January 21, 2008
Bowen is where the dust has settled. Bowen is a dirt road, goats grazing in an empty lot. It’s the sharp tang of grapes being crushed into wine all night long during the harvest season, and the dusky burnt-sweet smell of the quince paste factory. It’s the sound of dogs barking as they roam free in the streets, looking for scraps; the sound of roosters crowing before dawn breaks. It’s the smell of diesel, its accompanist a roaring mufflerless truck overloaded with cargo headed to Buenos Aires. It’s fresh starlit nights and blazing hot afternoons. Bowen is the feel of cool tile and stucco walls, and the smell of oiled wood. It’s the delicate fragility of the blooms on the almond trees in the springtime, and the robust Malbec grapes harvested in the fall. It’s the smoke from a cigarette drifting off the man driving a donkey cart, it’s old men in wool caps playing Bocce ball on a Friday night. But mostly, Bowen is flavors –tomatoes canned in my mother-in-law’s kitchen, wild asparagus cut out of muddy fields, peaches eaten from branches heavy with ripe fruit, and strong homemade wine that makes you look at the moon and fall just a little bit more in love.
Argentina is a country of contrasts. Long and vast, it still has pockets of untamed land roamed by gauchos on horseback, dogs faithfully following behind. There is the tropical heat of the north, and then there are the penguins on the Antarctic coasts of the south. It’s boundaries are defined by the Andes mountain range on the west and the Atlantic coast in the east. Despite its extremes, Argentina is held together by a common fabric of culture—a weave of family and a weft of cuisine.
Argentina’s cuisine has been shaped by regional differences; for indeed an empanada in Tucumán is different from one in Buenos Aires. The country’s tumultuous political history, too, has had a hand in forming the way the country eats. It’s a story of conquest, invasion, dictatorship, immigration, instability, and revolt. If Americans are boundlessly optimistic about the future, Argentineans live in the present, for tomorrow’s potential adversity is best left unknown. As a people, they are often skeptical, especially of political pledges, hardened by lives of unfulfilled promises. One only needs to read the famed comic strip Mafalda to understand the Argentinean mentality-the fact that a child delivers such wry observations with a bleak optimism softens the blow only slightly. Pessimism is a national pastime.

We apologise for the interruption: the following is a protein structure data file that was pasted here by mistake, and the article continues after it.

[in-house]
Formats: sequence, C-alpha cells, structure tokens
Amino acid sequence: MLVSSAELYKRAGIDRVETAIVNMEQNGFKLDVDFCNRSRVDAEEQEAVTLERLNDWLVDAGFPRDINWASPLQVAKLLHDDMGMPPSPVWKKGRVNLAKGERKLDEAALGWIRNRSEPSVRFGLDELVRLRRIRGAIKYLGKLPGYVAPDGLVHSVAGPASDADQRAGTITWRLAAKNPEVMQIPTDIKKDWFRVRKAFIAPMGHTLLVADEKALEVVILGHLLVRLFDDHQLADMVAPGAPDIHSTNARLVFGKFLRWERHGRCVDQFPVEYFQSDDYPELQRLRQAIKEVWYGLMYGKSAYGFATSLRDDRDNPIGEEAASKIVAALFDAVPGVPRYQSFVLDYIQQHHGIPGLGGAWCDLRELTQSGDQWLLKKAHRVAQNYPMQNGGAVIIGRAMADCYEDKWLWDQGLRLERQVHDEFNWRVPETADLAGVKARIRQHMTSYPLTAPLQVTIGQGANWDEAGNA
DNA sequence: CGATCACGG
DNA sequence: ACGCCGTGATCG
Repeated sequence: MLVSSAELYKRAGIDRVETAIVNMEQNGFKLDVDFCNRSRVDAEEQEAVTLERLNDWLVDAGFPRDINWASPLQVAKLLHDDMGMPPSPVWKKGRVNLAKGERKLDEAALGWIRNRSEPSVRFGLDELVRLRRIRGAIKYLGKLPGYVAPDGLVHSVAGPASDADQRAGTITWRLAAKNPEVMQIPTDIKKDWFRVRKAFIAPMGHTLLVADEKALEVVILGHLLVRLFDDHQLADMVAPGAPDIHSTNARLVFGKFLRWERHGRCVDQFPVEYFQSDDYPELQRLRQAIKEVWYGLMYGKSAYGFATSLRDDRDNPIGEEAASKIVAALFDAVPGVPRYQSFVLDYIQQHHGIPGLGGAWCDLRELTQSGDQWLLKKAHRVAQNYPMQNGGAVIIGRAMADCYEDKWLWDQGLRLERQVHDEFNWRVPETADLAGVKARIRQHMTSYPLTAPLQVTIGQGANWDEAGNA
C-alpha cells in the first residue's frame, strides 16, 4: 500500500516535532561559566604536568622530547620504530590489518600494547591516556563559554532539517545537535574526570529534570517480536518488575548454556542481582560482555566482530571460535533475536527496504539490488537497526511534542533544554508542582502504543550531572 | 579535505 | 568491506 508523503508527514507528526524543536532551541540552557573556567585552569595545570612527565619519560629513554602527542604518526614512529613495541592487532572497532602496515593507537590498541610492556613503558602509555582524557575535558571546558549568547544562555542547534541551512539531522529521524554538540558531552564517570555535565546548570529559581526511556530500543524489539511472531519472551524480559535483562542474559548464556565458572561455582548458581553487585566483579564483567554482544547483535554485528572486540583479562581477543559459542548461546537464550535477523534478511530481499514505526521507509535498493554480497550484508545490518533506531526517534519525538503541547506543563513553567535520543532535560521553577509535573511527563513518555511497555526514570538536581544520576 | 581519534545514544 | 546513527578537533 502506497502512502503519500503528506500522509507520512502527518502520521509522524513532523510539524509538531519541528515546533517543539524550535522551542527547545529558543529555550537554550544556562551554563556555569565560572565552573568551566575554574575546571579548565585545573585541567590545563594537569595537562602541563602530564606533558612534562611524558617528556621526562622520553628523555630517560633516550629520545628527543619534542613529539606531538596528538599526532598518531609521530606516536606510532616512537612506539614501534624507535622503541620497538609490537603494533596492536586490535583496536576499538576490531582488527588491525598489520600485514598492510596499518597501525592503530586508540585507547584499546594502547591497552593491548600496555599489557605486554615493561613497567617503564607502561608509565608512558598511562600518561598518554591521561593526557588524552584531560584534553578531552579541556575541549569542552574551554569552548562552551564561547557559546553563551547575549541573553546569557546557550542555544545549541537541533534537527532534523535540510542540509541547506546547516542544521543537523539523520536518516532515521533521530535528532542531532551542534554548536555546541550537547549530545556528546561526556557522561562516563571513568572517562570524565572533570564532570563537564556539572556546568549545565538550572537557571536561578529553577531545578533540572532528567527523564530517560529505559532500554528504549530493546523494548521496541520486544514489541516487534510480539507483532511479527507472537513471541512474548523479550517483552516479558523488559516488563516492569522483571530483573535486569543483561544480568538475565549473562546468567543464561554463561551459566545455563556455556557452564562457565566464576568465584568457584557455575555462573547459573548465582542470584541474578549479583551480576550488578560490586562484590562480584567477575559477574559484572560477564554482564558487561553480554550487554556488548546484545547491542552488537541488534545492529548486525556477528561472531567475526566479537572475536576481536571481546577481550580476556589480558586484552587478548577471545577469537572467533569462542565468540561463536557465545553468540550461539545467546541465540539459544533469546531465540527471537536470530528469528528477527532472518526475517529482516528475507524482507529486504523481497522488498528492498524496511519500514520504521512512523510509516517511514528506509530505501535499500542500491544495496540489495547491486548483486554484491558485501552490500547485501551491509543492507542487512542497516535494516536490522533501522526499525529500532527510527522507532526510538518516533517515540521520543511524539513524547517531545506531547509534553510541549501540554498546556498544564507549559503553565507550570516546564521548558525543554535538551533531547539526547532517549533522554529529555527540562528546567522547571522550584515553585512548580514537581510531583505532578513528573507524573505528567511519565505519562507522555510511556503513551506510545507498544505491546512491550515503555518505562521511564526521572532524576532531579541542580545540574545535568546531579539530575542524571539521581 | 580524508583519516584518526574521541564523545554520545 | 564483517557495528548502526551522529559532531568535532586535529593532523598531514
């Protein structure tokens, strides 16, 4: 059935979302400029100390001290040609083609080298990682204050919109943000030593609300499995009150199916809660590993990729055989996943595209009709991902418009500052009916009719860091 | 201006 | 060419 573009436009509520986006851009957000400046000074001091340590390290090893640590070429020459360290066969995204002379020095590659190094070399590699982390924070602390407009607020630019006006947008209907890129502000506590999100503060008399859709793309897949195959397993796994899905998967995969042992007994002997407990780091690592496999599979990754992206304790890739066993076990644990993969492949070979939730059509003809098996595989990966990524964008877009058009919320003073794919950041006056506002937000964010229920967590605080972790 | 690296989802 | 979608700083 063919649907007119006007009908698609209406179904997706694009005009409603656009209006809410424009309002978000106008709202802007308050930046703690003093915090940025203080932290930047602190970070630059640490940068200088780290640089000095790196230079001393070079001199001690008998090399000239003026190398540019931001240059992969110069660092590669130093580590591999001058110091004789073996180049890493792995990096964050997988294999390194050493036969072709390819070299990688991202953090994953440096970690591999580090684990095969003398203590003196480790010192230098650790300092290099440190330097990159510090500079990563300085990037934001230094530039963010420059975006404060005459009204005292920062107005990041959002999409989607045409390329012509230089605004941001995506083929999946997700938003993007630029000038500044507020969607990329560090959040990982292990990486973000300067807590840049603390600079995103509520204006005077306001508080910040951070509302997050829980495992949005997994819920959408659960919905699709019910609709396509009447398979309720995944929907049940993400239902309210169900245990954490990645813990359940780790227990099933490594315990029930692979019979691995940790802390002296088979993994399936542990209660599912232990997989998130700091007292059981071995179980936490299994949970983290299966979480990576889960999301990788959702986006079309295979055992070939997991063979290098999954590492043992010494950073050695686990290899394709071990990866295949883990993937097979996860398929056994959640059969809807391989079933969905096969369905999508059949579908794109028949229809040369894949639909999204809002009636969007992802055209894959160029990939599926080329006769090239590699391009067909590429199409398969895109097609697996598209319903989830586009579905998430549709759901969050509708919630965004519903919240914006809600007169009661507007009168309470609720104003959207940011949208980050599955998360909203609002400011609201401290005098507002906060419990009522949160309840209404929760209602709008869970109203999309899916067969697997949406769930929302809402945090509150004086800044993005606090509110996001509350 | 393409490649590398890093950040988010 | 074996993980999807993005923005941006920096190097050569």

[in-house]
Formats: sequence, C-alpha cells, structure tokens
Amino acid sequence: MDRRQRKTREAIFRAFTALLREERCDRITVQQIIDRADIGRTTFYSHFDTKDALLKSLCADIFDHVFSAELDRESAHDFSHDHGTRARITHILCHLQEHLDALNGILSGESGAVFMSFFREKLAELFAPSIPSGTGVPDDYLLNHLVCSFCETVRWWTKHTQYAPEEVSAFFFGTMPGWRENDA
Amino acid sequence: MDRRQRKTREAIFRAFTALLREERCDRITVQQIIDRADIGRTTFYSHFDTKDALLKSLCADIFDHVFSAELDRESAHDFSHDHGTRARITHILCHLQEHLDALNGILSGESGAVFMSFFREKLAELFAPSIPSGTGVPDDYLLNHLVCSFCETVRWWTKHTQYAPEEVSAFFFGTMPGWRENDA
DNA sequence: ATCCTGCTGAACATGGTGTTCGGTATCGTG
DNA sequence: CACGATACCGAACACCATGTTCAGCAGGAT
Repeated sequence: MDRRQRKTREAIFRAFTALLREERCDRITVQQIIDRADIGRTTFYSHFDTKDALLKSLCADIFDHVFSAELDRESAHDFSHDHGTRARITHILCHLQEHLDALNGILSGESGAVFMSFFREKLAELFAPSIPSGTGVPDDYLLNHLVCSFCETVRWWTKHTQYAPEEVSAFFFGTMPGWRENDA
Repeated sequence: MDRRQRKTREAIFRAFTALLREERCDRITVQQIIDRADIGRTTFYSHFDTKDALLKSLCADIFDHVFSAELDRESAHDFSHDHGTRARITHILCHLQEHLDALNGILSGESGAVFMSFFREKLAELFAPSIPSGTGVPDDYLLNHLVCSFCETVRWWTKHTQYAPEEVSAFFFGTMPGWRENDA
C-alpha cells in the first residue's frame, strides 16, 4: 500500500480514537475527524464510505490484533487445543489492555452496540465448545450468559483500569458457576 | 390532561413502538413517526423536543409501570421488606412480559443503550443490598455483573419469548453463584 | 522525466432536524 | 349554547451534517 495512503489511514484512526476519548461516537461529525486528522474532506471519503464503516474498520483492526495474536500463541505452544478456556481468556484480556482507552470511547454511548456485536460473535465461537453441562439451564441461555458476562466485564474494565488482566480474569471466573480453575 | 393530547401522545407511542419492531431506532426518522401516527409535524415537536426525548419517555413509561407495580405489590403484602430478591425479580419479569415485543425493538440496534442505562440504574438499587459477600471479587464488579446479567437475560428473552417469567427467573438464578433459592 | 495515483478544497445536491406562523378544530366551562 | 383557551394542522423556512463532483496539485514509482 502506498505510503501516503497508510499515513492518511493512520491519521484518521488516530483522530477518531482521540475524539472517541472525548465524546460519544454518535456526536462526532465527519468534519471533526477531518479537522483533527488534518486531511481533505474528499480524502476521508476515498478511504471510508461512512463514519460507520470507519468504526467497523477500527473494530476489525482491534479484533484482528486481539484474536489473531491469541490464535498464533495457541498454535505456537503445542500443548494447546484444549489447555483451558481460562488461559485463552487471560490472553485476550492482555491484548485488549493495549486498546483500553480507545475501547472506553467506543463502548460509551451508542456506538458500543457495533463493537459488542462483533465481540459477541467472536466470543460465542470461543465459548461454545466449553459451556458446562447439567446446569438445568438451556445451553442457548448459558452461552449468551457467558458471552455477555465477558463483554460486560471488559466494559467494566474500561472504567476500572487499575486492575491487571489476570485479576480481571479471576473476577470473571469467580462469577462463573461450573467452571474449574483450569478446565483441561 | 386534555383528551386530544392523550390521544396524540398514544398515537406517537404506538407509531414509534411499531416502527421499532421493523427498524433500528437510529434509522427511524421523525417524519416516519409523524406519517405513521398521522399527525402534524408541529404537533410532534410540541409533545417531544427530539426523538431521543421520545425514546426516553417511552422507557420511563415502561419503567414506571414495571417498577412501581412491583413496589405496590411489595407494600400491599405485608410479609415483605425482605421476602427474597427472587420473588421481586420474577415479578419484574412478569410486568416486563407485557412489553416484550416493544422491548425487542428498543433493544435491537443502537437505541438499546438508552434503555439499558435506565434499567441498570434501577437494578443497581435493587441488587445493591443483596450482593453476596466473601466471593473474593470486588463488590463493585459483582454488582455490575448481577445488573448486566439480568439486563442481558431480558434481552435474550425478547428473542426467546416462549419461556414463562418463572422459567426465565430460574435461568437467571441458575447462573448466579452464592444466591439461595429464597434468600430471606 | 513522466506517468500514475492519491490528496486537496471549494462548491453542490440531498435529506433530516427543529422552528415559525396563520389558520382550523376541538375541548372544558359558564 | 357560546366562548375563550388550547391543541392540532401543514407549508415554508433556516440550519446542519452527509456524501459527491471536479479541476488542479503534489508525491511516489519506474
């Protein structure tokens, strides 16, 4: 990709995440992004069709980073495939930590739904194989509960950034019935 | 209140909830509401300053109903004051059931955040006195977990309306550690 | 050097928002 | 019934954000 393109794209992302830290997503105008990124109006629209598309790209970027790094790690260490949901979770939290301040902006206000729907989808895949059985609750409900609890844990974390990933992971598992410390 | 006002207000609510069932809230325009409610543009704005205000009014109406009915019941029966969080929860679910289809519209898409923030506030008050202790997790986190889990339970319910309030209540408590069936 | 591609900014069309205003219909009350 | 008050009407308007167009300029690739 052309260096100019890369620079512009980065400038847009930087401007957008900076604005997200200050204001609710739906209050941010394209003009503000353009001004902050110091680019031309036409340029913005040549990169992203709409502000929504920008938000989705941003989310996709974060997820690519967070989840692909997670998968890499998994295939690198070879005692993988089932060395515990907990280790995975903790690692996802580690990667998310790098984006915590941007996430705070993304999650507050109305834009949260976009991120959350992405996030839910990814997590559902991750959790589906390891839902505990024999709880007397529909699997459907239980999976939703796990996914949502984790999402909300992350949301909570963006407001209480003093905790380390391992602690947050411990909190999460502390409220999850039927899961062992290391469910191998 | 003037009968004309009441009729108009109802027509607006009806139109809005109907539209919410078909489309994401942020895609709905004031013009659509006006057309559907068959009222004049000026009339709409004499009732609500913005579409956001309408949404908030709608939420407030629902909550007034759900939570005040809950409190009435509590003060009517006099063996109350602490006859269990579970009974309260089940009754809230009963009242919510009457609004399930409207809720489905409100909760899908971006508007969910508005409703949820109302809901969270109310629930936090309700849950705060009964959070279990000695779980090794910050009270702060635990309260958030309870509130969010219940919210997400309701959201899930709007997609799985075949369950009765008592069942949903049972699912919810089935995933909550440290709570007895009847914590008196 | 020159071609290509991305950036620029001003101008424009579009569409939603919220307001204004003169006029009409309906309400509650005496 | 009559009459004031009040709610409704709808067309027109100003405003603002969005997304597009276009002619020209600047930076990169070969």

For this reason, the family table is the constant in the Argentinean home. Home cooking offers a stability not found in the outside world. Simple ingredients offer comfort, a buffer from the hostility of the daily grind.
Understanding Argentina’s history is like biting into a pastelito de dulce–one of the country’s iconic national desserts-complex layer upon layer of brittle pastry with a sticky center. Each conquest has brought with it gastronomic transformation, mixed until the alchemy of a national cuisine was formed. Food is history. Food is memory. The Spanish conquest brought its cuisine, while the native foods of the New World-tomatoes, squash, corn, beans-were incorporated into new recipes. Arabs, Russians, Ukrainians, Italians, Germans, Poles-all have brought their distinct culinary traditions with them to Argentina. It’s cuisine is a slowly simmering stew-a true melting pot.
Much of Argentina’s food is straightforward, fresh, and homemade. In Bowen, it is home-grown, and within my husband’s immediate family we have plums, peaches, tomatoes, greens, pigs, lemons, olives, quince, apples, pomegranate, goat cheese, and honey, and I’m probably forgetting something. The key to the most delicious recipes is the quality of the ingredients-those so fresh and singular that they support the plate without it being overly complicated. Most recipes are dependent on the availability of a few fresh, basic ingredients. Unpretentious and simple, it’s luxurious in the way it is eaten-with great pleasure, family-style, everyone around talking and drinking wine, and followed by a delicious nap. Their food culture is more about the tradition of family and communion.
Argentineans take pride in making their own, and everyone’s home cooking is a little different. Like any home cooking, there are many variations on the same theme and no hard and fast rules. Most of the recipes on this site will be my mother-in-law’s, and I welcome any and all suggestions and/or variations that come my way. That being said, I realize that my particular experience, that of rural Argentina, will be just that—my experience in rural Argentina. I know that those who live in Buenos Aires or any other place will have a totally different take on Argentina and it’s people. I hope you enjoy.